Middle Tennessee State's upset rivals the biggest ever in the NCAA tourney

Published Mar. 18, 2016 5:18 p.m. ET

Don't be alarmed if you look out your window Friday afternoon and see a fire breaking out. Millions of NCAA tournament brackets across the country simultaneously burst into flames when Middle Tennessee State knocked out mighty Michigan State in the 2016 first round.

How shocking was the 15th-seeded Blue Raiders' 90-81 victory in Saint Louis? I'd say it's easily the tourney's biggest upset in at least 20 years, dating back to 13th seed Princeton's 1996 classic over defending champion UCLA. And you could make a compelling case it is in fact the biggest of all-time.

Call that hyperbole if you want. I call it insanity.

Heading into Selection Sunday, Big Ten tournament champion Michigan State was a near universally assumed No. 1 seed, though the committee ultimately disagreed. The 29-5 Spartans checked in at No. 2 behind only Kansas in the most recent AP top 25, and Vegas gave Michigan State the second-best odds to cut down the nets in Houston.

By comparison, 24-9 Middle Tennessee of Conference USA was at No. 117 in Sagarin and No. 123 in KenPom.

Oh, and Michigan State is led by arguably the best tourney coach in the sport, Tom Izzo. Middle Tennessee is coached by Kermit (Davis).

Buster Douglas had a better chance.


Yes, there have been seven 15-over-2 upsets before, and a couple were bigger underdogs than Middle Tennessee at 17.5 points.

But sorry, 21.5-point underdog Norfolk State over Missouri in 2012 was not as crazy as this. Many considered the Frank Haith-coached Tigers a fraud.

Lehigh over Duke that same year carried more shock value, but that was hardly one of Mike Krzyzewski's best teams.

Hampton over Iowa State (2001)? Coppin State over South Carolina (1997)? Few saw those coming, either. But those favorites didn't carry the same aura as this Michigan State team.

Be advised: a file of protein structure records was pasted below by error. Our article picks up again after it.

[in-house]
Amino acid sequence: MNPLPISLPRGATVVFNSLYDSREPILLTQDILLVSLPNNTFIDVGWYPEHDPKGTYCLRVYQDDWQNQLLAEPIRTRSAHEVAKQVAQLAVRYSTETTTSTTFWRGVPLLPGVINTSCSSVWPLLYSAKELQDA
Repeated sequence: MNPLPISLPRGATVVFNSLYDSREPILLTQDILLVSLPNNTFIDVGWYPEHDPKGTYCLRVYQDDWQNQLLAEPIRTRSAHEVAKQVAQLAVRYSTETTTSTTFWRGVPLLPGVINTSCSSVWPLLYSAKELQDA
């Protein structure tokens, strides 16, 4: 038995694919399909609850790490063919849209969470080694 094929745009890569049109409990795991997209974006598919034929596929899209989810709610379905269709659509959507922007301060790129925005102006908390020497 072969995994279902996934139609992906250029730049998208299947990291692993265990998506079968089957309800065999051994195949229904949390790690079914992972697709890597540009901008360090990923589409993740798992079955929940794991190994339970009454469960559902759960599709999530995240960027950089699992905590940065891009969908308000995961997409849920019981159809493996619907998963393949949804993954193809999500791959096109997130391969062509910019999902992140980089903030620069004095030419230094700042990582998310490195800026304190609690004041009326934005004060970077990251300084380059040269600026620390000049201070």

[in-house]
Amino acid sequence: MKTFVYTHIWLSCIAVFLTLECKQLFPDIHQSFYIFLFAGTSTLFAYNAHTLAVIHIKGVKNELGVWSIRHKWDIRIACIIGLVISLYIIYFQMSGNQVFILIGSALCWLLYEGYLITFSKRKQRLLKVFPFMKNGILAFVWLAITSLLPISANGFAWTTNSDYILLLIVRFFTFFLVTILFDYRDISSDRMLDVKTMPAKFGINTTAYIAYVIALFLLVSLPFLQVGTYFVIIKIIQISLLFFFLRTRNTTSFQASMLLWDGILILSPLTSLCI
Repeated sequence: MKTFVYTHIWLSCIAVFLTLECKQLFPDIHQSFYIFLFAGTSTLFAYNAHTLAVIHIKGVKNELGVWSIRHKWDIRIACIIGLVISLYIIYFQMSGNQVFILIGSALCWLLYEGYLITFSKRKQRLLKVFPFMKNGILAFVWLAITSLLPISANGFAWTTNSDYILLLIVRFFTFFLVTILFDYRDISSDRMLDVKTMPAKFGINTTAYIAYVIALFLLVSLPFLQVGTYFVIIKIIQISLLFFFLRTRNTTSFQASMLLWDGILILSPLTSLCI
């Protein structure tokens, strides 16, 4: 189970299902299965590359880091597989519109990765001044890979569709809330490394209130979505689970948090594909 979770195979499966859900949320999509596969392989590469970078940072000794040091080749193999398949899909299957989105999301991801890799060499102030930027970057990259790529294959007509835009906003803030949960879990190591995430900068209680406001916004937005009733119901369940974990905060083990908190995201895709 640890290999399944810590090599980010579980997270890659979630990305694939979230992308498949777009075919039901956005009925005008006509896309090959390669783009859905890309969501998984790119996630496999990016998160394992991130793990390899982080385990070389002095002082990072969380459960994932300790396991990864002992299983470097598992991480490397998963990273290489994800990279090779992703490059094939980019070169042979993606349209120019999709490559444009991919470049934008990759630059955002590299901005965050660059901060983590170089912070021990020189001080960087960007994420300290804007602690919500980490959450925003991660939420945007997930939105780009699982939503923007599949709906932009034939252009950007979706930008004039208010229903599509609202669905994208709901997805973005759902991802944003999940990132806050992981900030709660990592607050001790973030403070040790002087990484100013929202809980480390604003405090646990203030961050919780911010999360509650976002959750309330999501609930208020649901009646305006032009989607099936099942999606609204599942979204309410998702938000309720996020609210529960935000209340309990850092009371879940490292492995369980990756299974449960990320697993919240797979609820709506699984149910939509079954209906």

Izzo won a national championship in 2000 and been to seven Final Fours yet this team had all the ingredients to be his best yet. It boasted the likely national player of the year in Denzel Valentine. The Spartans came in having won nine straight and 13 of their last 14.

And yet the Blue Raiders flat out beat them down. Someone named Reggie Upshaw completely stole Valentine's thunder. All five MTSU starters scored in double figures against one of the nation's top defensive teams. And you could throw together a pretty good highlight reel of all the Blue Raiders' dunks.

I happened to cover one of the biggest upsets in tourney history, George Mason's 2006 Elite Eight win over No. 1 Connecticut. That one obviously carried more weight both because of the stakes and the historic significance of a mid-major reaching the Final Four.

But by then, Mason had already beaten Michigan State and North Carolina. You knew the Patriots were pretty good. Ditto VCU by the time it knocked out Kansas in the same round five years later.

Unless you're a diehard Conference USA fan you had no reason to give a passing thought to MTSU. Even many of them likely didn't either given the Blue Raiders did not win their conference. UAB did.

Is it the biggest tourney upset of all-time? Maybe, but there's some recency bias involved there. Richmond over Syracuse in 1991 carried the shock value of the first-ever 15 over 2. Villanova-Georgetown in '85 remains the most inexplicable championship result of all-time.

At the least, we hadn't seen anything this improbable in at least two decades.

So forget about your now-scorched bracket and simply celebrate having witnessed history.